This week, we honor Nets, Spurs, Rockets, Hawks, and Jazz center Billy "The Whopper" Paultz. A big, slow, white guy, Paultz played in those halcyon days when a big, slow, white guy with a decent jumper could be an All-Star. (Actually, never mind)
Paultz debuted for the ABA’s New York Nets in 1970-71, averaging 15 and 11 his rookie season. He never really got much better, or maybe he got better at roughly the same rate as the ABA, but remained an efficient scorer, capable rebounder, and excellent shot blocker for the next nine years with the Nets and Spurs, by which time the ABA was history. He moved to the NBA and begun to decline by the early 80s, and starting bouncing around the league, going from the Spurs to the Rockets, back to the Spurs, to the Hawks, and finally to the Jazz before retiring in 1985.
While in the ABA, Paultz played for a couple of mediocre Nets teams before Dr. J joined the franchise in 1973-74, and the Nets won their first championship, with Paultz (16 and 10), Larry Kenon, and Brian Taylor anchoring the supporting cast. Paultz was traded after the 1975 season to San Antonio, where he joined former teammate Larry Kenon (acquired by the Spurs in a separate trade), George Gervin, and James Silas. In the ABA's final season, the Spurs won 50 games, but lost to the Nets in the playoffs. San Antonio would join the NBA the next year, and would remain a solid team with an excellent offense, but their poor defense would doom them in the playoffs each year (of course it feels strange to write that now). While there was plenty of blame to go around for San Antonio’s defensive failures, Paultz wasn't immune to criticism of his defense. He was a good shot blocker, but, as Dan Pattison wrote, "His biggest weakness stems from the fact he doesn't stop anyone on defense." The Whopper was just too slow and unathletic to play effective man to man against many of the league's centers.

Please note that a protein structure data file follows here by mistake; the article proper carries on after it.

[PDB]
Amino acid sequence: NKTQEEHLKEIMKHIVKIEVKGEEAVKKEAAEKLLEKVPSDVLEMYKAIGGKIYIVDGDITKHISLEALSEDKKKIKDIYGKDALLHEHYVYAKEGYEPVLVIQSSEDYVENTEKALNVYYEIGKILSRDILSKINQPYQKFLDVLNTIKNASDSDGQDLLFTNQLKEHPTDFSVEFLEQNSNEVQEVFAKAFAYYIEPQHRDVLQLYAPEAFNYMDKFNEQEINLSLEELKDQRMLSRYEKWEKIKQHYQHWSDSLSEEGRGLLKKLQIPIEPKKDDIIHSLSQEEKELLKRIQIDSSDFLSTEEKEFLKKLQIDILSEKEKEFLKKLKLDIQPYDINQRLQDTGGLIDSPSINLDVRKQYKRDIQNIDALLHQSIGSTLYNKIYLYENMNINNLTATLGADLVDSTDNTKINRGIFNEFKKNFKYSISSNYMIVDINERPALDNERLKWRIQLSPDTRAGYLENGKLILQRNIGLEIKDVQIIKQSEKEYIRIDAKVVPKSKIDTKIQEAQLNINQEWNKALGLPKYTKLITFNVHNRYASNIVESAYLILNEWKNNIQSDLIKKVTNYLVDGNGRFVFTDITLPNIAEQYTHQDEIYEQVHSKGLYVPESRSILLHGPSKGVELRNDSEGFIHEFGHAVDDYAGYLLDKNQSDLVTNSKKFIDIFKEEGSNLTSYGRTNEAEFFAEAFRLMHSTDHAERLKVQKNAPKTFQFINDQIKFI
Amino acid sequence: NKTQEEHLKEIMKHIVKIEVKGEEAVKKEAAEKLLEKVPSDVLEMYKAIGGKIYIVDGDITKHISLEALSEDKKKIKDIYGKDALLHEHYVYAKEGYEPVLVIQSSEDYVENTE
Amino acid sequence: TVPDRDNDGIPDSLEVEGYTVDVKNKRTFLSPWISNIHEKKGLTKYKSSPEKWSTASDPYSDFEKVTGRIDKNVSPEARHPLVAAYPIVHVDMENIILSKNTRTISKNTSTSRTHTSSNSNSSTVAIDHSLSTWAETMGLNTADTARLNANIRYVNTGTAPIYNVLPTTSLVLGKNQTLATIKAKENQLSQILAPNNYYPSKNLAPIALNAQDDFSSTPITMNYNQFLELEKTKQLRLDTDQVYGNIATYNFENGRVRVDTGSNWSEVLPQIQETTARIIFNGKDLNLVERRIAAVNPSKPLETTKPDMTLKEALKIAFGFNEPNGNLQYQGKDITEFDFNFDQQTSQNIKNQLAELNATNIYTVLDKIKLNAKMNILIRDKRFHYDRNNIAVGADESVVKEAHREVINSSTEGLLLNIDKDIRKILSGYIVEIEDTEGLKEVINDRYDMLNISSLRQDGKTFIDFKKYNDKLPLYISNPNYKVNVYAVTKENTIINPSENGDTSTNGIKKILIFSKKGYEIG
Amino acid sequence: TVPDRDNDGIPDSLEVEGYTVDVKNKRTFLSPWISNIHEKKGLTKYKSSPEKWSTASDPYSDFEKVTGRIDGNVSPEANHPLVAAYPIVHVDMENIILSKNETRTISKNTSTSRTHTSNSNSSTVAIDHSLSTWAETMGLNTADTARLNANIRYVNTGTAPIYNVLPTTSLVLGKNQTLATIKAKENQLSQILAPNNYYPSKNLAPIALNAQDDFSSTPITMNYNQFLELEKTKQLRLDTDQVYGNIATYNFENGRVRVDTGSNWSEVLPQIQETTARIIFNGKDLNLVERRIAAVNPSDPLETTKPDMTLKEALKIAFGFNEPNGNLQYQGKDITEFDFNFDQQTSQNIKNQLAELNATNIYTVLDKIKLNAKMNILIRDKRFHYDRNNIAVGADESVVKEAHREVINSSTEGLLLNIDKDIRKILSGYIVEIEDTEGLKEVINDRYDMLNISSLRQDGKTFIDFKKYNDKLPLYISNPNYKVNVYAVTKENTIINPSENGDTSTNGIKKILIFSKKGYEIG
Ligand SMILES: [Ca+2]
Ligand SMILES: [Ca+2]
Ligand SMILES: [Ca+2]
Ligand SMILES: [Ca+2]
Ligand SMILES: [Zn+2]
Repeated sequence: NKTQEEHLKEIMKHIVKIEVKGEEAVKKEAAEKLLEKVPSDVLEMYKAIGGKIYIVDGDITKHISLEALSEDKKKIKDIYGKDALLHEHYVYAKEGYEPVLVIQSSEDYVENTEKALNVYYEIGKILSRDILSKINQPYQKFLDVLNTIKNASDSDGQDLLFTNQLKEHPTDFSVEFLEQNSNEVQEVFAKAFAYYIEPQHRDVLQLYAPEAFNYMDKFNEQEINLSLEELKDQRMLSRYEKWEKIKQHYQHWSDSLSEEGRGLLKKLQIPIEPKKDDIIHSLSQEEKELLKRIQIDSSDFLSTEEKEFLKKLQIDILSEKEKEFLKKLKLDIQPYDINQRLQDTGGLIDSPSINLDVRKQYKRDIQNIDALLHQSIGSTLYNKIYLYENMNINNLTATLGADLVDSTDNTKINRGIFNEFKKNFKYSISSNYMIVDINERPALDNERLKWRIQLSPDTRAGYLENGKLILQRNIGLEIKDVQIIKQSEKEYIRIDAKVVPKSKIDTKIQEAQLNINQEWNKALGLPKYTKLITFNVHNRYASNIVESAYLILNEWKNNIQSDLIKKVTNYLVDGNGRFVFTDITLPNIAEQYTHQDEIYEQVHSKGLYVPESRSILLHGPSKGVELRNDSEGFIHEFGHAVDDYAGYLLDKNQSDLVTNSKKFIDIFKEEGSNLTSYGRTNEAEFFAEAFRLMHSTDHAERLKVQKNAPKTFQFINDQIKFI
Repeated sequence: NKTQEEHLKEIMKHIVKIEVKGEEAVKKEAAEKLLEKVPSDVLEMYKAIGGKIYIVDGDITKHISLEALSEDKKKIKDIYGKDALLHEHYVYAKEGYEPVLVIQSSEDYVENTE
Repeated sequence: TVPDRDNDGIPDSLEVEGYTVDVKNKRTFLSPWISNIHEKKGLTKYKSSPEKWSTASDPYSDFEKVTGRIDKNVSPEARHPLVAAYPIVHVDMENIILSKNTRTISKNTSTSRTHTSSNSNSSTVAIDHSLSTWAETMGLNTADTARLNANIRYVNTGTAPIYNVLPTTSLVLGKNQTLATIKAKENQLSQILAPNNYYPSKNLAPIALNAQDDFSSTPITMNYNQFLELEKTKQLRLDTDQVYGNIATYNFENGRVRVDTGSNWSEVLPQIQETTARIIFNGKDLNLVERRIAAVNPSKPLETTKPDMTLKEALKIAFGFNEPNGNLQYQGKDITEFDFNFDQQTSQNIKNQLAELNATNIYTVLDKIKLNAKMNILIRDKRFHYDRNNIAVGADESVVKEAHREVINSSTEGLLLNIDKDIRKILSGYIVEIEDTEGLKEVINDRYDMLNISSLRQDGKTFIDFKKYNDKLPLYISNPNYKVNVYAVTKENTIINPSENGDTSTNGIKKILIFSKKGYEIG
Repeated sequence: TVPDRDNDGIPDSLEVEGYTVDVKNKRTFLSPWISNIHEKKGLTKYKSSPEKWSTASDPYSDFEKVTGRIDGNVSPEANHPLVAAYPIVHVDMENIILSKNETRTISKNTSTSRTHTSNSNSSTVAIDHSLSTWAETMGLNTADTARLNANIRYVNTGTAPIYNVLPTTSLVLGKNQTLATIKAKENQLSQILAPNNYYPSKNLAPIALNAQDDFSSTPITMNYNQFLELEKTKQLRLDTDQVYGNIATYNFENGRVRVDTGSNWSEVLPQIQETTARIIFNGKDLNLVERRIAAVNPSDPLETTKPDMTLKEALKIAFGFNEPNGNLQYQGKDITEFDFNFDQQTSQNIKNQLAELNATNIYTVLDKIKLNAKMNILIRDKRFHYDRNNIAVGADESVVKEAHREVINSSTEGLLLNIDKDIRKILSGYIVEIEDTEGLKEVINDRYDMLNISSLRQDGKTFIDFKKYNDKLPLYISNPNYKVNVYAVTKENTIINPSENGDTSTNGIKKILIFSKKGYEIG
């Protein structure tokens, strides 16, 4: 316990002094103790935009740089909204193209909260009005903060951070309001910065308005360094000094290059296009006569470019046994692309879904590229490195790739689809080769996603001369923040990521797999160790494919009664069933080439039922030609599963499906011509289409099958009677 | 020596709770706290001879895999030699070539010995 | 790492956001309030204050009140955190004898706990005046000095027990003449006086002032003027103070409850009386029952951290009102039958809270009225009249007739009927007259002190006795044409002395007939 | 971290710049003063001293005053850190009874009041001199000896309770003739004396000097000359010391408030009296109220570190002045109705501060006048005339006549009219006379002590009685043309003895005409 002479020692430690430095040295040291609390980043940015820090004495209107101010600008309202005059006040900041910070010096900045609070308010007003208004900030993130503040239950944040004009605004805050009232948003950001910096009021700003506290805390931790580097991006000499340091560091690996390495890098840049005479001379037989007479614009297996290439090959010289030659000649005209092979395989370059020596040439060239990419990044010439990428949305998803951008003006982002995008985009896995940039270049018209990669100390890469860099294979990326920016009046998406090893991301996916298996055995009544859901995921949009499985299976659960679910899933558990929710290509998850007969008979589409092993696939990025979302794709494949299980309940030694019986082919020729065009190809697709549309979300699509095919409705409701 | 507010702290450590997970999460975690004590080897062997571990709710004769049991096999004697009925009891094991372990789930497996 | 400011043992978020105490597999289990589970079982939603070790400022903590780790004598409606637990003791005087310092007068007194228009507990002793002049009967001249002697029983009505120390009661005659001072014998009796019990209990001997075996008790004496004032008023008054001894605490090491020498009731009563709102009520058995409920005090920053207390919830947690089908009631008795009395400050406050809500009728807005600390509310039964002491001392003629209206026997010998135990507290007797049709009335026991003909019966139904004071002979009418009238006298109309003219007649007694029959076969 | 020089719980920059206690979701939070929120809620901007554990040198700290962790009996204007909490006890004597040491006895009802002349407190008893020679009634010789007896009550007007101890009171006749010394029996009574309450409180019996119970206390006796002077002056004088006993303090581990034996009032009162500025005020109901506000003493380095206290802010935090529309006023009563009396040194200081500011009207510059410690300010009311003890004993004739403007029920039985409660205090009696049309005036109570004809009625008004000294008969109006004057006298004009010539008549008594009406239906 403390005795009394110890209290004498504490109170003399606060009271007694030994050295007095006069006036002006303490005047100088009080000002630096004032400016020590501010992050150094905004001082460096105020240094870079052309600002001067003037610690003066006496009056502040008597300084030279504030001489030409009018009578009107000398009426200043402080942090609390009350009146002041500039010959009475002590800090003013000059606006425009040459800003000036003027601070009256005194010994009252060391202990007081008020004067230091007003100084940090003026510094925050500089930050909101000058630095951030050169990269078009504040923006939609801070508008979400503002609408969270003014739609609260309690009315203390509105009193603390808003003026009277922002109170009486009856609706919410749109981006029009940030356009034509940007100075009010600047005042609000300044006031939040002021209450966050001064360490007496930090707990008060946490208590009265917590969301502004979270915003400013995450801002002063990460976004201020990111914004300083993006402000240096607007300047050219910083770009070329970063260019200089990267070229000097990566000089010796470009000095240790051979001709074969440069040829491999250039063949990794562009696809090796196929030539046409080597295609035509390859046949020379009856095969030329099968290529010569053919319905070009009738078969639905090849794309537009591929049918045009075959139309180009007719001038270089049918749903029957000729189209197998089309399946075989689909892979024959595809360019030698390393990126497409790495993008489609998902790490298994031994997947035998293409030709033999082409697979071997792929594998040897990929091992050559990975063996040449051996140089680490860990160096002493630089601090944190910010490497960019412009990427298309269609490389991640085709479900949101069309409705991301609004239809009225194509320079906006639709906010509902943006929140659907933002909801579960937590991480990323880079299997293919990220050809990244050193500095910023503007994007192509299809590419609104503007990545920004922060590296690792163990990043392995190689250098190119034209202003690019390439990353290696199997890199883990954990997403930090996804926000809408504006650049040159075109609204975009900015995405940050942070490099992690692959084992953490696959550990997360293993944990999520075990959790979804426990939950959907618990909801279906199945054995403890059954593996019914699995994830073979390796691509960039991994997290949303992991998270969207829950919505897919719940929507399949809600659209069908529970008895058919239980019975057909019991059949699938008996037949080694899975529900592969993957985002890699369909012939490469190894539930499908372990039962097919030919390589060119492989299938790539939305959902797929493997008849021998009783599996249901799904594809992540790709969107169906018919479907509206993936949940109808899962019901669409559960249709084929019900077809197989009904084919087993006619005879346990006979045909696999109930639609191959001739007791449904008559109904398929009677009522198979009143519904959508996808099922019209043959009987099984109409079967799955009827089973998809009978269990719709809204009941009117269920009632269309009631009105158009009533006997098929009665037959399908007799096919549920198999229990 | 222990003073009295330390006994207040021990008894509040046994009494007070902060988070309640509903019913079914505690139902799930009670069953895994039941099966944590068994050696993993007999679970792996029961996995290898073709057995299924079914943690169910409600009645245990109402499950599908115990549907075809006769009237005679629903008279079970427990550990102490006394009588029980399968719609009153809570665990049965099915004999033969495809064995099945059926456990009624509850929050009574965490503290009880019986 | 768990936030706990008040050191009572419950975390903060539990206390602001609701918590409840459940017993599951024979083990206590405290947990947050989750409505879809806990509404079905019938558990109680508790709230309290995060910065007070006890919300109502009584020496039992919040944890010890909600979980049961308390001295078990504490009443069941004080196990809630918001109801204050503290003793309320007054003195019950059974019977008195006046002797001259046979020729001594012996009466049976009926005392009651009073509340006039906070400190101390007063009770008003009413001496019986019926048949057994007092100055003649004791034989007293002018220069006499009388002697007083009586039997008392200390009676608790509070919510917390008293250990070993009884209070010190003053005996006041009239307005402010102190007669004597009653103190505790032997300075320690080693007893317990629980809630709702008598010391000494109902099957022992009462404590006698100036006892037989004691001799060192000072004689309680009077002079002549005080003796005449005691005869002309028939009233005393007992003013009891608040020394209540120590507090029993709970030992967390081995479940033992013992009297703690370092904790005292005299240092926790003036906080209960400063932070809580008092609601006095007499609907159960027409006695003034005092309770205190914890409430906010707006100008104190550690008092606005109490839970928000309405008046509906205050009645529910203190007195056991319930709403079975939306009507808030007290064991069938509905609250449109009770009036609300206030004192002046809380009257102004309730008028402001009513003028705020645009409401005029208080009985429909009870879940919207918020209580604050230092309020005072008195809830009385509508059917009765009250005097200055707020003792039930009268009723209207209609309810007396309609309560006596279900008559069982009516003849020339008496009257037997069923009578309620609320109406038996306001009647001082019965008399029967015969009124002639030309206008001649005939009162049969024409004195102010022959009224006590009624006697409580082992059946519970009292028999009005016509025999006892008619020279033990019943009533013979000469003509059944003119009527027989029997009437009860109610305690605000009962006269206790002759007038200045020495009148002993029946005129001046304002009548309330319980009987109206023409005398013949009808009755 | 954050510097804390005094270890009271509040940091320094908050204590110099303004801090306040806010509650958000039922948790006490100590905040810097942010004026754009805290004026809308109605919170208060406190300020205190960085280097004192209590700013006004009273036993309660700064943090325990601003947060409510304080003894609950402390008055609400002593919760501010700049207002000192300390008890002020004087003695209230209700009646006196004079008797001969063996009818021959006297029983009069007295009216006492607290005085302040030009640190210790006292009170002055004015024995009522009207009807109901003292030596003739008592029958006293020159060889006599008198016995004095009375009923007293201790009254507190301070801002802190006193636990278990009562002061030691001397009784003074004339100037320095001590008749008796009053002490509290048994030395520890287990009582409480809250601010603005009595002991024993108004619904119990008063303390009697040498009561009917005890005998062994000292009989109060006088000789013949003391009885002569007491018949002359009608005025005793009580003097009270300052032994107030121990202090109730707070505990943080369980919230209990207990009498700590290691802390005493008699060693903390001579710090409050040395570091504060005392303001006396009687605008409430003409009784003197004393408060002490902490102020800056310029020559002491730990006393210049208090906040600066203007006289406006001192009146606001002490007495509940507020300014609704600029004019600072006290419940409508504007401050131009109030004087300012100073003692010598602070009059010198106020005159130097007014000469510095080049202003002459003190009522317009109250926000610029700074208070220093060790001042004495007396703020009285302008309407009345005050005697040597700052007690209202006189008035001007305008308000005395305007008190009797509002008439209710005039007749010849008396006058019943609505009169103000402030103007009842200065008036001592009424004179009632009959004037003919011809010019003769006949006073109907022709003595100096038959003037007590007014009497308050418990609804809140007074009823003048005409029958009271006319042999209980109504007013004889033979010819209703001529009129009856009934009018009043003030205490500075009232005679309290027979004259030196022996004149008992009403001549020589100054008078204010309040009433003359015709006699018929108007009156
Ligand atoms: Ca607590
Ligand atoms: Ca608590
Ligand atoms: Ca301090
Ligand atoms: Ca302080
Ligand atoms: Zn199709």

But Paultz was a man who knew his limitations and knew what he could do. As he once said, "I'll never be an Artis Gilmore," he said, "but I think I can do the exact same things a Beaty does." A bit more optimistically, "I have realized that I'm not an overpowering type center. I don't really know what my category is. I have always been the type of player that can do a little bit of everything." And Paultz was a good player. His well rounded offensive game, including a very good jump shot, and shot-blocking ability made him a very valuable player for nearly a decade. (And Zelmo Beaty was a good player, so it's not like Paultz was being too harsh on himself.)
After retiring, Paultz didn't seem to have a second career in basketball as a coach or announcer. The Whopper was co-owner of a Long Island restaurant called the Salty Dog, although I can't find any evidence that that particular restaurant still exists.
Today's Billy Paultz…As indicated earlier, Paultz is somewhat similar to Zydrunas Ilgauskas and Brad Miller. All three are good jump shooters, decent rebounders, and mediocre defenders. Paultz was a better shot blocker than Miller, and a better passer than Ilgauskas (although a worse passer than Miller).
Here is a 50 second Billy Paultz highlight clip, from Paultz's days with the Rockets, courtesy of YouTube, which includes a clip of Paultz blocking a Larry Bird layup. Unfortunately, I cannot really direct you to more frivolous Billy Paultz-related links, as Paultz never really had much of a cultural impact other than his association with a sandwich.Which is kind of a shame.